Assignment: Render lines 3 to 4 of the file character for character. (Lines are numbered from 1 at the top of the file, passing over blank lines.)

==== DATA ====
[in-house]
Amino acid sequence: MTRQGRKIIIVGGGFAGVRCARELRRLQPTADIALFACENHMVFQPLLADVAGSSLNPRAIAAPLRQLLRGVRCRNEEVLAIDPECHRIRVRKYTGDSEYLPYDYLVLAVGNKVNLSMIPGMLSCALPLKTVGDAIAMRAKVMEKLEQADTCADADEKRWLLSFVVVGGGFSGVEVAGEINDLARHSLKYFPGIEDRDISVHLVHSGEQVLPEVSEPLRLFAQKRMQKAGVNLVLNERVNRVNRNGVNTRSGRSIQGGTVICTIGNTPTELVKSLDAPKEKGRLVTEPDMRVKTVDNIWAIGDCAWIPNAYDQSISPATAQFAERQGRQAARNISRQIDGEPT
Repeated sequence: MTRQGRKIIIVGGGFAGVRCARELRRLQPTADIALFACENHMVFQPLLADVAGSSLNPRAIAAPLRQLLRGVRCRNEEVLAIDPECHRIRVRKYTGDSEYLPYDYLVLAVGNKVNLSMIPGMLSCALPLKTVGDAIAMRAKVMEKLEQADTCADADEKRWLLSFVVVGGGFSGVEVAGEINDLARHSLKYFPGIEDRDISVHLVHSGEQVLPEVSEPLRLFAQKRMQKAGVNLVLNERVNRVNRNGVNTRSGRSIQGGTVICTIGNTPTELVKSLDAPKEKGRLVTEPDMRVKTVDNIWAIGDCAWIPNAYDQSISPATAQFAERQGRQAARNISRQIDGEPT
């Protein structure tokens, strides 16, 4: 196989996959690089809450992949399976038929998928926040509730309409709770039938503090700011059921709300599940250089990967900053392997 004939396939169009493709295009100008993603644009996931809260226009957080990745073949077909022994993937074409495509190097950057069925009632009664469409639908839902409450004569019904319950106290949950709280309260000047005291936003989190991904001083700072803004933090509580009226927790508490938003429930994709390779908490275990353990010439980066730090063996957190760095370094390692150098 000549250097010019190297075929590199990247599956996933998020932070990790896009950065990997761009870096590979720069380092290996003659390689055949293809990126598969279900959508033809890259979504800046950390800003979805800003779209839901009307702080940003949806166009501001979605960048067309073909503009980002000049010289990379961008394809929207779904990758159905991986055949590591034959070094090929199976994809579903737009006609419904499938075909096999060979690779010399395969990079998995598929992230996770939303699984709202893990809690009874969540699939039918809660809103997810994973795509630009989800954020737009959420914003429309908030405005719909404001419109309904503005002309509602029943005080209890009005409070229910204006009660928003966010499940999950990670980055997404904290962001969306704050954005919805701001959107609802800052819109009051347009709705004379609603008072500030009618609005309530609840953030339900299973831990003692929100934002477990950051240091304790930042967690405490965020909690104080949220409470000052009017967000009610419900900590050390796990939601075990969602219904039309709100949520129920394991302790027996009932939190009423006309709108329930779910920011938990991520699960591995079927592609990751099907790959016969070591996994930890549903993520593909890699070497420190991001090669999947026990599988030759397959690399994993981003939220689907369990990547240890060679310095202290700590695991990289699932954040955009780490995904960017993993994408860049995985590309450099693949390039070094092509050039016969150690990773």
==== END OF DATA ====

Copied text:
Repeated sequence: MTRQGRKIIIVGGGFAGVRCARELRRLQPTADIALFACENHMVFQPLLADVAGSSLNPRAIAAPLRQLLRGVRCRNEEVLAIDPECHRIRVRKYTGDSEYLPYDYLVLAVGNKVNLSMIPGMLSCALPLKTVGDAIAMRAKVMEKLEQADTCADADEKRWLLSFVVVGGGFSGVEVAGEINDLARHSLKYFPGIEDRDISVHLVHSGEQVLPEVSEPLRLFAQKRMQKAGVNLVLNERVNRVNRNGVNTRSGRSIQGGTVICTIGNTPTELVKSLDAPKEKGRLVTEPDMRVKTVDNIWAIGDCAWIPNAYDQSISPATAQFAERQGRQAARNISRQIDGEPT
């Protein structure tokens, strides 16, 4: 196989996959690089809450992949399976038929998928926040509730309409709770039938503090700011059921709300599940250089990967900053392997 004939396939169009493709295009100008993603644009996931809260226009957080990745073949077909022994993937074409495509190097950057069925009632009664469409639908839902409450004569019904319950106290949950709280309260000047005291936003989190991904001083700072803004933090509580009226927790508490938003429930994709390779908490275990353990010439980066730090063996957190760095370094390692150098 000549250097010019190297075929590199990247599956996933998020932070990790896009950065990997761009870096590979720069380092290996003659390689055949293809990126598969279900959508033809890259979504800046950390800003979805800003779209839901009307702080940003949806166009501001979605960048067309073909503009980002000049010289990379961008394809929207779904990758159905991986055949590591034959070094090929199976994809579903737009006609419904499938075909096999060979690779010399395969990079998995598929992230996770939303699984709202893990809690009874969540699939039918809660809103997810994973795509630009989800954020737009959420914003429309908030405005719909404001419109309904503005002309509602029943005080209890009005409070229910204006009660928003966010499940999950990670980055997404904290962001969306704050954005919805701001959107609802800052819109009051347009709705004379609603008072500030009618609005309530609840953030339900299973831990003692929100934002477990950051240091304790930042967690405490965020909690104080949220409470000052009017967000009610419900900590050390796990939601075990969602219904039309709100949520129920394991302790027996009932939190009423006309709108329930779910920011938990991520699960591995079927592609990751099907790959016969070591996994930890549903993520593909890699070497420190991001090669999947026990599988030759397959690399994993981003939220689907369990990547240890060679310095202290700590695991990289699932954040955009780490995904960017993993994408860049995985590309450099693949390039070094092509050039016969150690990773």